Is anti-Racism a social mission? Most likely. If one believes that “Zionism is Racism” it follows naturally that anti-Zionism is a social mission too.
Lost in the logic is recognizing the false premise of the “Zionism is Racism” mantra. The notion that Jews should be able to live throughout their holiest land where they have thousands of years of history is a matter of simple human rights. The dream of having independence and sovereignty in the land is no longer a “debatable political philosophy” (to quote Keith Ellison, a progressive politician) but a reality. Arguing against Zionism today is a call to dismantle the sole Jewish State, an anti-Semitic urge.
Anti-Semitism is not a social mission. At least, not for any decent human being or organization.
Internal / External Social Mission
The social mission of a company often helps it build its brand, empower employees and the community in which it operates and serves. The choices are therefore important.
Some experts suggest avoiding politics, niche causes and charisma-fueled social missions, while stressing issues like the environment, local community involvement and charity.
Ben & Jerry’s did not follow this advice and always made its political leanings known. It’s current focus areas include a host of progressive issues including: criminal justice reform; voting rights; racial justice; LGBT rights; climate justice; campaign finance reform; and refugee rights.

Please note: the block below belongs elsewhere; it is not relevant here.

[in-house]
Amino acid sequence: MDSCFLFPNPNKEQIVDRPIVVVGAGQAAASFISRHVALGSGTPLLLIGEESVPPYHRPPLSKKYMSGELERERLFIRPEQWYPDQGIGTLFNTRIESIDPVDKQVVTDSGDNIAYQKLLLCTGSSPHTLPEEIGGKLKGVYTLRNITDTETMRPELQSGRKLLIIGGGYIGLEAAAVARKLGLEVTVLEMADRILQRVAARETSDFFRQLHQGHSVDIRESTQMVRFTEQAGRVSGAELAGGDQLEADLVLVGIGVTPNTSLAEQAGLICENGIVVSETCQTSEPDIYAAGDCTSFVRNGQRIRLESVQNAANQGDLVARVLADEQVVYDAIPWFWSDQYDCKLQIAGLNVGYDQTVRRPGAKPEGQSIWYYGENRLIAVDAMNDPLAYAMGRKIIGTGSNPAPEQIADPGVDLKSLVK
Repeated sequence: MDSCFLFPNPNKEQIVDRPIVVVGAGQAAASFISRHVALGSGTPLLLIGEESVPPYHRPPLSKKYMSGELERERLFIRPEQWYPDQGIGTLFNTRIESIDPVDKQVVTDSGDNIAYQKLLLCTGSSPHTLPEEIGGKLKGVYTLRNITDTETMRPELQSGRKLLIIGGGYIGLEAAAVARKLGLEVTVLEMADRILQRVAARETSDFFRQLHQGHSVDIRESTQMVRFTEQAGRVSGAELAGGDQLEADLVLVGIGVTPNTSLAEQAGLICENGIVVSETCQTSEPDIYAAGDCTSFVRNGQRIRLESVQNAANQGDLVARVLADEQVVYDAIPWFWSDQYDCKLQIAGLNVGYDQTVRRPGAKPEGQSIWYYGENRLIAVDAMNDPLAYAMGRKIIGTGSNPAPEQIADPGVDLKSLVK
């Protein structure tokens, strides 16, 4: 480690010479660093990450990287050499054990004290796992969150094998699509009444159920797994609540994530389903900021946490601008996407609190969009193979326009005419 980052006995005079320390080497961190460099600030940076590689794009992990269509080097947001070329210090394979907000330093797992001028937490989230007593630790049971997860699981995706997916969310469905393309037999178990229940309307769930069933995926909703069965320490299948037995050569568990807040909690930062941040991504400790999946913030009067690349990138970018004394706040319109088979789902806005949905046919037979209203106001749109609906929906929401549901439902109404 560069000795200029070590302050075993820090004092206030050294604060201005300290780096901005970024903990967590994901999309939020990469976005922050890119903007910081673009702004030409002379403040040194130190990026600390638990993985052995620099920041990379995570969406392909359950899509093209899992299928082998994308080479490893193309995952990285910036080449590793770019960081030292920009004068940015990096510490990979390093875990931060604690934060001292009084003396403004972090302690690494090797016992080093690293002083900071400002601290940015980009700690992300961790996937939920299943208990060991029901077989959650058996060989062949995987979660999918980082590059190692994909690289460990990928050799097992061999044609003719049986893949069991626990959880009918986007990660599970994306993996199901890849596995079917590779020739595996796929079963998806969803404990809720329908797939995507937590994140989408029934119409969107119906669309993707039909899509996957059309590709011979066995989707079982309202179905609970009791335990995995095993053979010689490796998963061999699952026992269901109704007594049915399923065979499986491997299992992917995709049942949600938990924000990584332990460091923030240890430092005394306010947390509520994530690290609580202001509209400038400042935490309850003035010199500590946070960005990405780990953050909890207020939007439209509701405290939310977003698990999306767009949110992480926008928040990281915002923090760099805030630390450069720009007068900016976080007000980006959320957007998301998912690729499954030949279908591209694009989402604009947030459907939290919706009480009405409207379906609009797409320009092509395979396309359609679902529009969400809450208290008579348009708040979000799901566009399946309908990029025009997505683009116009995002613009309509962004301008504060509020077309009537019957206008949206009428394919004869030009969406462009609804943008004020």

The company actively engages in some of these things as a matter of how it runs the company, for example making products in an environmentally-friendly way. In other situations, it tries to inform people about a topic – like criminal justice reform – with articles on its website and directing people how to register to vote.
The company is not shy about getting involved in controversial topics like “Defund the Police,” where it argues that Minneapolis disbanding its police department “is a great start.”
Some topics, like abortion, do not make it onto its website, perhaps to avoid alienating about 40% of America. Still, it signs onto letters in advertisements that criticize abortion restrictions.
So with such history of activism outside the walls of the company’s business, it should not be a surprise that the company would wade into the Arab/Muslim-Israeli conflict.
The question is, what is its position? Does it seek coexistence and peace? Does it advocate for a one state, two state or three state solution? Does it want to see the end of Israel as a Jewish State?